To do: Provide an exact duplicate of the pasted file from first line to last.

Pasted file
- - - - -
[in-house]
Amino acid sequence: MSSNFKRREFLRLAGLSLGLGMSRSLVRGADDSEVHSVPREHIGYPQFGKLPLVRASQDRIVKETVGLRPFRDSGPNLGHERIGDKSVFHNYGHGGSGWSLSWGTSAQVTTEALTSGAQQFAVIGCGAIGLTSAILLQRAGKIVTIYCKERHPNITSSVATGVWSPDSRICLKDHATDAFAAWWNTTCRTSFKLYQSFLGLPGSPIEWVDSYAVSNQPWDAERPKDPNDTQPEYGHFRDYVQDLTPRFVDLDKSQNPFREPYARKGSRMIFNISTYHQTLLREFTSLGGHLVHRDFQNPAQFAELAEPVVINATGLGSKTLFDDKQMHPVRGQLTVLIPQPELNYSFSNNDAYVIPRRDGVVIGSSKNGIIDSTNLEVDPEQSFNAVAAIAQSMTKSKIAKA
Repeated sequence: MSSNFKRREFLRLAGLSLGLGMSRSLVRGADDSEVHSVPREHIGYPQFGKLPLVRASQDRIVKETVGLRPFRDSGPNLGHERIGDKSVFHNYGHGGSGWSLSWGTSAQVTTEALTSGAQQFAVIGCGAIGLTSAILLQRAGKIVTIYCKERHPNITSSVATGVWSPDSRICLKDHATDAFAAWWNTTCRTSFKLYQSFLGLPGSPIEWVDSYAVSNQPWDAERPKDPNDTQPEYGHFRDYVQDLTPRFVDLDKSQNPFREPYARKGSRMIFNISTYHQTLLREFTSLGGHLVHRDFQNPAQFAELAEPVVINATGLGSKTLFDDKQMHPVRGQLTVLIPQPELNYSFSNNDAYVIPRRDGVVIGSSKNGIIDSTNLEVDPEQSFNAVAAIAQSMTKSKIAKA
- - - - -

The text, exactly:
[in-house]
Amino acid sequence: MSSNFKRREFLRLAGLSLGLGMSRSLVRGADDSEVHSVPREHIGYPQFGKLPLVRASQDRIVKETVGLRPFRDSGPNLGHERIGDKSVFHNYGHGGSGWSLSWGTSAQVTTEALTSGAQQFAVIGCGAIGLTSAILLQRAGKIVTIYCKERHPNITSSVATGVWSPDSRICLKDHATDAFAAWWNTTCRTSFKLYQSFLGLPGSPIEWVDSYAVSNQPWDAERPKDPNDTQPEYGHFRDYVQDLTPRFVDLDKSQNPFREPYARKGSRMIFNISTYHQTLLREFTSLGGHLVHRDFQNPAQFAELAEPVVINATGLGSKTLFDDKQMHPVRGQLTVLIPQPELNYSFSNNDAYVIPRRDGVVIGSSKNGIIDSTNLEVDPEQSFNAVAAIAQSMTKSKIAKA
Repeated sequence: MSSNFKRREFLRLAGLSLGLGMSRSLVRGADDSEVHSVPREHIGYPQFGKLPLVRASQDRIVKETVGLRPFRDSGPNLGHERIGDKSVFHNYGHGGSGWSLSWGTSAQVTTEALTSGAQQFAVIGCGAIGLTSAILLQRAGKIVTIYCKERHPNITSSVATGVWSPDSRICLKDHATDAFAAWWNTTCRTSFKLYQSFLGLPGSPIEWVDSYAVSNQPWDAERPKDPNDTQPEYGHFRDYVQDLTPRFVDLDKSQNPFREPYARKGSRMIFNISTYHQTLLREFTSLGGHLVHRDFQNPAQFAELAEPVVINATGLGSKTLFDDKQMHPVRGQLTVLIPQPELNYSFSNNDAYVIPRRDGVVIGSSKNGIIDSTNLEVDPEQSFNAVAAIAQSMTKSKIAKA